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Saturday, November 14, 2009

Thaksin Risks His Reputation

Former Thai Premier Appears Cozy With Nation's Rival

BANGKOK -- Since Thai leader Thaksin Shinawatra was forced out of power in a military coup three years ago, he has made a show of traveling the world to keep in the public eye back home. But his latest gambit -- taking up a role as economic adviser to Thailand's neighbor and rival, Cambodia -- threatens to backfire and jeopardize his standing in the country he still hopes one day to lead, analysts say.

On Thursday, Mr. Thaksin, a telecommunications magnate, began his new job by delivering a lecture on economic planning to Cambodian government officials in Phnom Penh, the capital.

The former prime minister, who still commands the support of many Thais, said he could use his business skills to help steer Cambodia's economic development. He has been photographed smiling and making golf plans with Cambodian Prime Minister Hun Sen before he leaves aboard his private jet on Friday.

This is going down badly in Thailand, where many of Mr. Thaksin's critics accuse him of selling out his country's interests to help an ancient enemy. "If Mr. Thaksin persists with this alliance with Cambodia, the nationalist backlash in Thailand will pick up, even among his own supporters," says Thitinan Pongsudhirak, a political science professor at Bangkok's Chulalongkorn University.

Mr. Thaksin's popularity has a bearing on the stability of one of America's main allies in Asia. The photo opportunities in Cambodia will play particularly badly next to images of Thailand's current, military-backed Prime Minister Abhisit Vejjajiva, who on Sunday will host President Barack Obama in Singapore at the first summit between Southeast Asian leaders and an American president.

Mr. Thaksin accused his foes in Thailand of "false patriotism" by criticizing his trip to Cambodia. His decision to work as Mr. Hun Sen's economic adviser is risky. The two men are close personally and share a penchant for golf and sparring with their critics in the media. But historical enmity between Thailand and Cambodia runs deep. Cambodia's Khmer Empire, which dates to the ninth century, was for centuries the dominant power in the region.

More recently, anti-Thai riots broke out in Cambodia in 2003 after a Thai actress was incorrectly reported as saying Cambodia's national symbol -- the Angkor Wat temple complex -- belonged to Thailand. Since 2008, at least seven soldiers from both sides have been killed in clashes near another temple, Preah Vihear, which is claimed by both countries. A Thai man living in Cambodia was arrested in August for sketching out a map of the Angkor Wat complex on his toilet floor.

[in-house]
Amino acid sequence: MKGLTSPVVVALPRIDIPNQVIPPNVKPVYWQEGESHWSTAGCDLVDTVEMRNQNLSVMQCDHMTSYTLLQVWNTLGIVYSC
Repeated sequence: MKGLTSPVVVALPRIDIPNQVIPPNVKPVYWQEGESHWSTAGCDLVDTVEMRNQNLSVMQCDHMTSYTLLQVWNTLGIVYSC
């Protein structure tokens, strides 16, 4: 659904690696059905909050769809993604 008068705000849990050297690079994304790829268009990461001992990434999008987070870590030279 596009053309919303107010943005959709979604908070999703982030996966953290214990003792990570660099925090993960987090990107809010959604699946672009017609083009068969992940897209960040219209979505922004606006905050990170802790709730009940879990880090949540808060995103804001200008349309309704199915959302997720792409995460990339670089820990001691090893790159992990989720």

The dispute may also provide Cambodia with more leverage in future negotiations over competing temple claims -- as well as the significant oil and gas deposits believed to exist off Cambodia's shores -- with its larger, more powerful neighbor. Analysts say the country is growing in confidence now that Chinese and South Korean businesses have begun investing there, and it is less dependent on Thailand and its other large neighbor, Vietnam.

For his part, Mr. Thaksin now has the opportunity to use Cambodia as a base from which to organize his supporters across the border in Thailand, a prospect that alarms leaders in Bangkok, who are recovering from the impact of antigovernment riots in the city last April.

Thailand and Cambodia have withdrawn their ambassadors and on Thursday expelled a diplomat apiece as part of the escalating dispute.

Thailand this week filed an extradition request to Cambodia to hand over Mr. Thaksin for a corruption conviction. Mr. Hun Sen's government refused, saying the charges against Mr. Thaksin are politically motivated and a direct result of the 2006 military coup. Thailand is now moving to cancel an oil and gas exploration deal with Cambodia and has raised the prospect of partially closing its border because of the row over Mr. Thaksin.

Other countries in the Association of Southeast Asian Nations are struggling to contain their irritation with both sides ahead of their historic meeting with Mr. Obama Sunday on the sidelines of the Asia Pacific Economic Cooperation meeting in Singapore.

"We in Asean cannot afford to be seen as being so seriously divided," Asean Secretary-General Surin Pitsuwan, who is Thai, said in a statement.

Write to James Hookway at james.hookway@wsj.com

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